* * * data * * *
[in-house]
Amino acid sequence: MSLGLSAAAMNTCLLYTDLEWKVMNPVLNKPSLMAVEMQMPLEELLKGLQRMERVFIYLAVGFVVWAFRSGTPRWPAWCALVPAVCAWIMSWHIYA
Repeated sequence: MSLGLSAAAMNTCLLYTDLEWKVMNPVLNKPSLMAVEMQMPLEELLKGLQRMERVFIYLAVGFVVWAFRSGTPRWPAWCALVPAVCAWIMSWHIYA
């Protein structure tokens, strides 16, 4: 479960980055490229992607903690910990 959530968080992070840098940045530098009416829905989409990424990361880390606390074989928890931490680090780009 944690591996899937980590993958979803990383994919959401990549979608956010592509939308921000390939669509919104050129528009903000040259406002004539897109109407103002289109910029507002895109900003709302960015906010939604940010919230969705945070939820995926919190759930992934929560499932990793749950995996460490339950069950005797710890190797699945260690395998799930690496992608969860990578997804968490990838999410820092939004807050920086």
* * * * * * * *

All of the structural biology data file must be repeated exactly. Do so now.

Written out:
[in-house]
Amino acid sequence: MSLGLSAAAMNTCLLYTDLEWKVMNPVLNKPSLMAVEMQMPLEELLKGLQRMERVFIYLAVGFVVWAFRSGTPRWPAWCALVPAVCAWIMSWHIYA
Repeated sequence: MSLGLSAAAMNTCLLYTDLEWKVMNPVLNKPSLMAVEMQMPLEELLKGLQRMERVFIYLAVGFVVWAFRSGTPRWPAWCALVPAVCAWIMSWHIYA
């Protein structure tokens, strides 16, 4: 479960980055490229992607903690910990 959530968080992070840098940045530098009416829905989409990424990361880390606390074989928890931490680090780009 944690591996899937980590993958979803990383994919959401990549979608956010592509939308921000390939669509919104050129528009903000040259406002004539897109109407103002289109910029507002895109900003709302960015906010939604940010919230969705945070939820995926919190759930992934929560499932990793749950995996460490339950069950005797710890190797699945260690395998799930690496992608969860990578997804968490990838999410820092939004807050920086």